“Raising a child with special needs . . . is like preparing for a fun dream vacation to La Jolla, California,” begins writer, mother, grandmother and caregiver Diane Bailey Nutz—except that instead of arriving in La Jolla as planned, you get rerouted. The view, hotel and beach are all not what you expected, perhaps, but Nutz affirms that the ocean is still deep and beautiful.
Her book, Look IN Me: A Life Shaped by the Most Overlooked, takes parents and caregivers of those with special needs on a journey through uplifting stories about the children whose lives have impacted hers.
Nutz began working with special education students as a recently-divorced substitute teacher. When she remarried and found herself the mother of a large blended family, she knew that working from home would be a better option for her and her then six—and eventually eight—children.
While her new job brought financial prosperity to her home, more importantly, Nutz realized that her children “would learn compassion and acceptance for ‘unique’ individuals,” she says. “These special guests in our home became part of our family.”
Later, Nutz worked as a caregiver in the homes of special needs patients. She found the overlap between her spiritual life and that of the families she served to be important.
“I would choose to miss my own church meetings once in a while to allow the parents of unique individuals to attend their own ward for special occasions, such as baby blessings and giving lessons. They needed opportunity to replenish their spiritual strength,” she says.
Nutz’s book is a series of vignettes that bring to life the special people with whom she has shared her time. The pages are filled with stories that convey her warmth, humor and inspiration.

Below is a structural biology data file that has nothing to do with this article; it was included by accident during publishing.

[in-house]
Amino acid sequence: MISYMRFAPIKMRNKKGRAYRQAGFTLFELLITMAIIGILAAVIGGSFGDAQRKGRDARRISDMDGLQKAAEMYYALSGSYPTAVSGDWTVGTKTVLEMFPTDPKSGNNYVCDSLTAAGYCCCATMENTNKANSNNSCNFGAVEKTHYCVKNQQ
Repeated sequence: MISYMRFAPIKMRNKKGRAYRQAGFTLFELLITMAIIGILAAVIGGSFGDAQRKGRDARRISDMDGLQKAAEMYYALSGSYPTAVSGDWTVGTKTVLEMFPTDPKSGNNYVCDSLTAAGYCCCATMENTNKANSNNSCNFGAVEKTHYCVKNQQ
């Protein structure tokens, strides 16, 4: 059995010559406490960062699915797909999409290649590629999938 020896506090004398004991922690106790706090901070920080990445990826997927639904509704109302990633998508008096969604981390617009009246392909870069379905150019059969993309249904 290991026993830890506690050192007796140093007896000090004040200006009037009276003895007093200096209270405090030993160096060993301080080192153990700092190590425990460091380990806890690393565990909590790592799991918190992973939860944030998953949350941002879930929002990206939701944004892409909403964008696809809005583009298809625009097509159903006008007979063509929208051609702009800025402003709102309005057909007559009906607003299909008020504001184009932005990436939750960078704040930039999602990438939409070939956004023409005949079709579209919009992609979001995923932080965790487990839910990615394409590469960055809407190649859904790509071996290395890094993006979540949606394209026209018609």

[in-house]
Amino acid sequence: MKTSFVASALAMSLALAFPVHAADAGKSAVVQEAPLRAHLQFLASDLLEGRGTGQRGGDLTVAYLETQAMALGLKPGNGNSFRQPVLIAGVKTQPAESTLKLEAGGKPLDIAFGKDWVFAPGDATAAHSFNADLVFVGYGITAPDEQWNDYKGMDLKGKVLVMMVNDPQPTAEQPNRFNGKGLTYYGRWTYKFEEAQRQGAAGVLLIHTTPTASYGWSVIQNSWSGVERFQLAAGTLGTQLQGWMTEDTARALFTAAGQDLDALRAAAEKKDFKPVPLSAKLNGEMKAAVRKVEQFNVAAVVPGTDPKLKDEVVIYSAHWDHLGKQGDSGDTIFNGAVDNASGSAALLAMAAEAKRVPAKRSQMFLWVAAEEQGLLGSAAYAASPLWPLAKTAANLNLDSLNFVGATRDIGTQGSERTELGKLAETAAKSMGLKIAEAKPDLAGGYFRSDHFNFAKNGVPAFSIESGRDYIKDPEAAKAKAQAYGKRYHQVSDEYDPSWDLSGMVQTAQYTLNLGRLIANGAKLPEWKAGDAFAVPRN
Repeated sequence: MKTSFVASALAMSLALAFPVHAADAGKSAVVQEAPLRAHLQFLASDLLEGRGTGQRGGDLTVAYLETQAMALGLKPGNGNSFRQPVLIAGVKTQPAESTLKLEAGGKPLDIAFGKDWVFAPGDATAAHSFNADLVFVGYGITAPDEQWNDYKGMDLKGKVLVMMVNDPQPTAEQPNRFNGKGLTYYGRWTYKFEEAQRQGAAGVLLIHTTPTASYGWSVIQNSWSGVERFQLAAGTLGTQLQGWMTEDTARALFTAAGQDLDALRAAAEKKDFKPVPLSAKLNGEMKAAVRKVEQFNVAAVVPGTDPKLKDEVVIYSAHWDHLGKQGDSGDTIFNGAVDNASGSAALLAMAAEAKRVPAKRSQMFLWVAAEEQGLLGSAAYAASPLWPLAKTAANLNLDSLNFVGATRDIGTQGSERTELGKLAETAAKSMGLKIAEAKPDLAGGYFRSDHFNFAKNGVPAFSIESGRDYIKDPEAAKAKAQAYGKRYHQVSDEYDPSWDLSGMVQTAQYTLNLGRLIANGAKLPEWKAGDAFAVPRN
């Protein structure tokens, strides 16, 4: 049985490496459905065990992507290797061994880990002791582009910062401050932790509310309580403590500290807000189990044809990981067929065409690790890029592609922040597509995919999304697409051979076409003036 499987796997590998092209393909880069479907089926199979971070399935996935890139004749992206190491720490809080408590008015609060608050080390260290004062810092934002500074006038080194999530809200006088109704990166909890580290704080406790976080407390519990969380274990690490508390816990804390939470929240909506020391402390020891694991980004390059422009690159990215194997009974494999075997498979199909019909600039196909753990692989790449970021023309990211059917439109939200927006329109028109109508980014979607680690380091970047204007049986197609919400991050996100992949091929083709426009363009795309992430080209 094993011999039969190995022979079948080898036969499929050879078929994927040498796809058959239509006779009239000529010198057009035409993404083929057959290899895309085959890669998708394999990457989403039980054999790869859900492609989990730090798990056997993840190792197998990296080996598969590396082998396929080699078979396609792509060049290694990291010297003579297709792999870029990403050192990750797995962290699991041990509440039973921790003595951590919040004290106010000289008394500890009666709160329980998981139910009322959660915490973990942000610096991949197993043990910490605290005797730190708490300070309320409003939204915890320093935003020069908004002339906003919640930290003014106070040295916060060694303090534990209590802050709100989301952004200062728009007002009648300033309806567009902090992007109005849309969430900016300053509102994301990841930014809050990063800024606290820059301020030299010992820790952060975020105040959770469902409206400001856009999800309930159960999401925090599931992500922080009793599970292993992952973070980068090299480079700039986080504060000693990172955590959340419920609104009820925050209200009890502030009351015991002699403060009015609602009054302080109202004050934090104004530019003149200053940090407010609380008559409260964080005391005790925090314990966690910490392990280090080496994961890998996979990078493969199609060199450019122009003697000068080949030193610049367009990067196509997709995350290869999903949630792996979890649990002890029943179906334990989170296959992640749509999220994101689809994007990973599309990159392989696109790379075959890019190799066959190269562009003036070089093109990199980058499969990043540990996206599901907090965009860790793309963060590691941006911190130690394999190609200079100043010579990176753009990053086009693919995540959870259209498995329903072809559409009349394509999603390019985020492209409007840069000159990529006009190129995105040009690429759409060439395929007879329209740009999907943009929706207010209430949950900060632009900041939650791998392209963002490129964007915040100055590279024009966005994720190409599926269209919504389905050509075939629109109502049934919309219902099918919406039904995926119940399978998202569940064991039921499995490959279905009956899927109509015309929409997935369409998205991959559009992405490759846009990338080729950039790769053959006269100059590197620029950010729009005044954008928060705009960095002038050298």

“I’ve witnessed miracles of healing and know that disabilities do not define an individual,” Nutz says. “As children of God, we have ALL been given special gifts.”
Coming to see these gifts hasn’t always been easy for Nutz. Juggling a large family and the needs of the special families with whom she works has been a challenge, but one with real blessings.
“My husband and I, as well as our children, have felt we’ve been in the presence of the noblest spirits while caring for unique people,” she says.
In the future, Nutz hopes to continue her service of special needs clients and further her writing by publishing a second book, this time a series of interviews aimed at new parents of children with Down syndrome.
A licensed Zumba instructor, Nutz feels the need to keep healthy and active as she continues to champion the cause of the disabled and celebrate her family, including sixteen grandchildren and her first great-grandchild.
Both respite work and Zumba will be put on hold for a while beginning this spring, when Nutz and her husband, Dan, serve a mission in Lubbock, Texas.